In-house genotypic antiretroviral resistance test : optimisation and validation for use in research and diagnostics

Claassen, Mathilda (2011-03)

Thesis (MScMedSc)--University of Stellenbosch, 2011.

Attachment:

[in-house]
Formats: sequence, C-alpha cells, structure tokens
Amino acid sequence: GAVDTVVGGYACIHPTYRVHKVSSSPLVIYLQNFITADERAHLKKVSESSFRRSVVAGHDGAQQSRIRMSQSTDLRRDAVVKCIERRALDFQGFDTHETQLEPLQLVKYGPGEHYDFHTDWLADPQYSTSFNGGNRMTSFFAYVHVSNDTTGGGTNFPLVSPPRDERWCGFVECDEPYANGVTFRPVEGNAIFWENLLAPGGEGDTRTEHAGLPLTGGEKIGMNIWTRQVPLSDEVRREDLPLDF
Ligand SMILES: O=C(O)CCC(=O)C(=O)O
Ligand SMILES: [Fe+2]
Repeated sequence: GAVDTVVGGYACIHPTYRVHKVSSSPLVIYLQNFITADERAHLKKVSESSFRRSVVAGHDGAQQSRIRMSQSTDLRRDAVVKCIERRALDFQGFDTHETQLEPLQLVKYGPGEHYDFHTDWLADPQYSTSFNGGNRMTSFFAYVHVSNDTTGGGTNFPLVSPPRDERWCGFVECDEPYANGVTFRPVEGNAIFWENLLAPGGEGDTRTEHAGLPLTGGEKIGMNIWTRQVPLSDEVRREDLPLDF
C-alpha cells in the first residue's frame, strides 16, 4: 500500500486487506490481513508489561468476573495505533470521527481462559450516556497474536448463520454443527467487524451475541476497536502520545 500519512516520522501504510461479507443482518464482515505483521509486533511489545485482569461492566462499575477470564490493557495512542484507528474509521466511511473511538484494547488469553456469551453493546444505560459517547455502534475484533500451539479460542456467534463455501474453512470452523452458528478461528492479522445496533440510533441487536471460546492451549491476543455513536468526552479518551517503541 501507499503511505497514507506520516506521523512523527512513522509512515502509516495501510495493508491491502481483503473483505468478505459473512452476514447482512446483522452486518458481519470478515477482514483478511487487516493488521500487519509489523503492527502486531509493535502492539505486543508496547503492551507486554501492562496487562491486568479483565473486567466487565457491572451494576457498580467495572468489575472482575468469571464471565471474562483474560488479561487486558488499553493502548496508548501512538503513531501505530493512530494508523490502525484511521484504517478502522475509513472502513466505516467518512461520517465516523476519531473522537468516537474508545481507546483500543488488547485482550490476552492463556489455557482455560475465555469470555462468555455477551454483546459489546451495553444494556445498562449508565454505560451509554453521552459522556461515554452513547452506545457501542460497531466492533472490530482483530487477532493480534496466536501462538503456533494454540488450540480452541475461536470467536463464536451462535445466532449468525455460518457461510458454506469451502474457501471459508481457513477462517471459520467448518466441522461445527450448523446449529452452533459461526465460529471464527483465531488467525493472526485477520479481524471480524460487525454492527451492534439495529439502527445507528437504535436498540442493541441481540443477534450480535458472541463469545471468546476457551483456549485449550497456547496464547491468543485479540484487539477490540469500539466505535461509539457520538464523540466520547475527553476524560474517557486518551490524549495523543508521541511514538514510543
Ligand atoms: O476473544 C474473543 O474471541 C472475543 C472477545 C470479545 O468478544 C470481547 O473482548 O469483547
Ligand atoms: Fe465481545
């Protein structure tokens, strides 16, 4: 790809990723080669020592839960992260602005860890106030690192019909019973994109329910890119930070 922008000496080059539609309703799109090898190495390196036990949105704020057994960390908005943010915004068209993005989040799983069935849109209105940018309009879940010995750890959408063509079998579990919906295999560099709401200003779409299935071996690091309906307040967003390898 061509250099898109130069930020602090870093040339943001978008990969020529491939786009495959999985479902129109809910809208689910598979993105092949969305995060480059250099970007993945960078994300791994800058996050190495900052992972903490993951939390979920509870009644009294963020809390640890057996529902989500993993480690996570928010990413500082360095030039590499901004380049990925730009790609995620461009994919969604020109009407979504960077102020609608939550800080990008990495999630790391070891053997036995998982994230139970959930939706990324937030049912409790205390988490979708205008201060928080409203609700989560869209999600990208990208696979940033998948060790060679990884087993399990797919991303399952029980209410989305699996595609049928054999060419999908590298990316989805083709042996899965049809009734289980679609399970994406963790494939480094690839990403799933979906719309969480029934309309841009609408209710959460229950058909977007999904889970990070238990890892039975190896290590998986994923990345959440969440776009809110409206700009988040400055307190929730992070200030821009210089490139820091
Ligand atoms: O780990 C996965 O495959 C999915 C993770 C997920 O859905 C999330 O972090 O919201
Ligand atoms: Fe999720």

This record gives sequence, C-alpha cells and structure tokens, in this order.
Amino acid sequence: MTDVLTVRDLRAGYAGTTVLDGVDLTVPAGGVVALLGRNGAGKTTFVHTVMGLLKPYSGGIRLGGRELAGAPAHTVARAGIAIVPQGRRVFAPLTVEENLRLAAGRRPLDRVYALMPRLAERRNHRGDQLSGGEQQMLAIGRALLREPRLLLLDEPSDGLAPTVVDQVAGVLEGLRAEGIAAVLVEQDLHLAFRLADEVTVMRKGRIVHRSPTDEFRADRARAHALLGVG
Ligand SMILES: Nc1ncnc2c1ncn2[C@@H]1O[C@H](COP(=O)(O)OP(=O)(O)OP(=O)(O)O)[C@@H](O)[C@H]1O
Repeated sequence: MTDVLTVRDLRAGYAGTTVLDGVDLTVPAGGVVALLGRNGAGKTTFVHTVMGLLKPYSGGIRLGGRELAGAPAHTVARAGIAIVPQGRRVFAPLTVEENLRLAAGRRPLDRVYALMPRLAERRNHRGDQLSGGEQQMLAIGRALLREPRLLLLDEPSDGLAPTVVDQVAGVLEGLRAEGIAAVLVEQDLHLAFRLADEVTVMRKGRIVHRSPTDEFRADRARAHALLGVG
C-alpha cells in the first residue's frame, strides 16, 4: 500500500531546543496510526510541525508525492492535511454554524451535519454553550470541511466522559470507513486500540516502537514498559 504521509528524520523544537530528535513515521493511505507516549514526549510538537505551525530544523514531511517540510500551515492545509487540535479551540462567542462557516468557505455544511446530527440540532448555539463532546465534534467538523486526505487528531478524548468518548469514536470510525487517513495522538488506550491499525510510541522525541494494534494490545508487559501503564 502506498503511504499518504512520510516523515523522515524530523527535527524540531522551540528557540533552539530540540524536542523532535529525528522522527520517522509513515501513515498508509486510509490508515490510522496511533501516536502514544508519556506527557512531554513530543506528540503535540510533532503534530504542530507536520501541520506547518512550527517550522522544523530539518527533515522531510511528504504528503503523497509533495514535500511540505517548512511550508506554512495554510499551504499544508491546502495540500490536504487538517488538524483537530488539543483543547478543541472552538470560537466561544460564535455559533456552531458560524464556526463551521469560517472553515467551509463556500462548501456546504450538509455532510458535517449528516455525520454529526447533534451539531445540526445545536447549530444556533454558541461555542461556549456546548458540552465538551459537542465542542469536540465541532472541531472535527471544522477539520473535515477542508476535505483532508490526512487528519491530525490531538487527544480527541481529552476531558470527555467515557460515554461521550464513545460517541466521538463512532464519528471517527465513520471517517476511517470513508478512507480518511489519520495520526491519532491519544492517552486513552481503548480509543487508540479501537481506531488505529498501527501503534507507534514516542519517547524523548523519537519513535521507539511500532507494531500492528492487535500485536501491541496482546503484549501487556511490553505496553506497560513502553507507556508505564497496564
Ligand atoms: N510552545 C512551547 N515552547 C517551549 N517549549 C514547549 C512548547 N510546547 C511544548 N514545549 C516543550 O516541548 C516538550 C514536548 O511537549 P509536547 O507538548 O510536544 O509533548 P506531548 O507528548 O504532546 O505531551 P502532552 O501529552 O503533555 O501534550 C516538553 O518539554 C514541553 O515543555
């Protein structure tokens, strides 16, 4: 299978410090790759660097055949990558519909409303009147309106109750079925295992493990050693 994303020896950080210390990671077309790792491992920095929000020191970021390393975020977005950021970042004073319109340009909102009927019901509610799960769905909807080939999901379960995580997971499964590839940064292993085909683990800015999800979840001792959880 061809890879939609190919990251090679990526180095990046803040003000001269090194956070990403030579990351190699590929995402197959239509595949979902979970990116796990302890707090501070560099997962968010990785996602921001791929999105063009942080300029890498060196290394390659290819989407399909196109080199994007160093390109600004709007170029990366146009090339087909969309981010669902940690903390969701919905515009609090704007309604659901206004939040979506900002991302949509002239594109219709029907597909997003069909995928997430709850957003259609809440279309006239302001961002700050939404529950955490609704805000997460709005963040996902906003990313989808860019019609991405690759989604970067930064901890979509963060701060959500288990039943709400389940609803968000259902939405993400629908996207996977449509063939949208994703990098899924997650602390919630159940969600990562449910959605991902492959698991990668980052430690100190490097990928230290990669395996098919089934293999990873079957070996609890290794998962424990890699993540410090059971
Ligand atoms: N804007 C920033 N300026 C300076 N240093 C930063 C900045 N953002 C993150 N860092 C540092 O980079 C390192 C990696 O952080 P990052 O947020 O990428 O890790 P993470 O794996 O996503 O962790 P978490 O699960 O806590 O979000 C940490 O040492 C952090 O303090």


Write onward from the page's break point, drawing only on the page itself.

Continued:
It is estimated that 32.8 million people are living with Human Immunodeficiency Virus (HIV) globally with the number of people receiving antiretroviral therapy in low- and middle- income counties increasing to more than 5 million people in 2009. These successes are threatened by treatment failure and the development of resistance to treatment. With an estimated 3.7% patients failing first line treatment after 2 years and 17.9% after 4 years on treatment there is a need for a practical and cheap in-house drug resistance assay that can be used to provide drug resistance data to clinicians and to use as a research tool to investigate drug resistance. In this study we attempted to optimize and validate an in-house drug resistance assay, adapted from Jacobs et al, 2008, to be used as a diagnostic tool and to study the presence of antiretroviral resistance in patients on the Western Cape Mother-To-Child-Transmission (MTCT) regimen. Quality control samples were received from The National Institute of Communicable Diseases AIDS Virus Research Unit, The Round Robin HIV-1 genotyping assessment system from the University of Würzburg and the QCMD assessment system were used for the optimization and validation of an in-house drug resistance assay. The ViroSeq™ HIV-1 Genotyping System was used for comparison of sample and mutation detection. It was possible to optimise and validate a genotyping assay for diagnostic testing and research use by comparison with the ViroSeq™ HIV-1 Genotyping System and evaluation with external quality assessment systems. This assay could subsequently be used to determine the development of genotypic-antiretroviral resistance in patients treated according to the provincial prevention of mother-to-child-transmission (PMTCT) protocol in the Western Cape (single dose nevirapine (sd-NVP), combined with a short course Zidovudine (AZT)). Patient samples were collected from pregnant women who took part in the Western Cape PMTCT program and visited the Tygerberg Obstetrics Clinic and Delft Community Hospital. EDTA blood was obtained to measure CD4-cell count, viral load, and to do genotyping for viral subtype and the presence of resistance mutations. Information on prior exposure to antiretroviral therapy was also collected. A detected resistance rate of 17.1% in this predominantly HIV-1 subtype C population is lower than previously recorded when sd-NVP was administered to HIV-1 subtype C positive patients in PMTCT programs. This could indicate that a dual PMTCT regimen including AZT and NVP reduces the risk of resistance to NVP relative to a regimen that uses sd-NVP. The genotyping assay uses four primers to amplify the PR and the RT gene separately to obtain PCR products, of 487 and 804 base pairs respectively for sequencing. The two PCR products were sequenced with three and five primers respectively to sequence the complete PR and approximately 250 amino acids of the RT gene. The sequences generated, thus, are analysed and aligned with the Sequencer V4.7 software to obtain a consensus sequence of approximately 1200 base pairs for analysis of resistance mutations in the protease and reverse transcriptase genes. The developed assay was hence further simplified and improved, by combining the PR and RT assay into one, which was optimised and validated for use in the routine diagnostic setting. The final genotyping assay uses 8 primers for sequencing to obtain a 1200 bp sequence for genotyping that contains the protease and the 5’ of the reverse transcriptase genes in which antiretroviral resistance associated mutations are found. The assay was accredited by SANAS in 2008.

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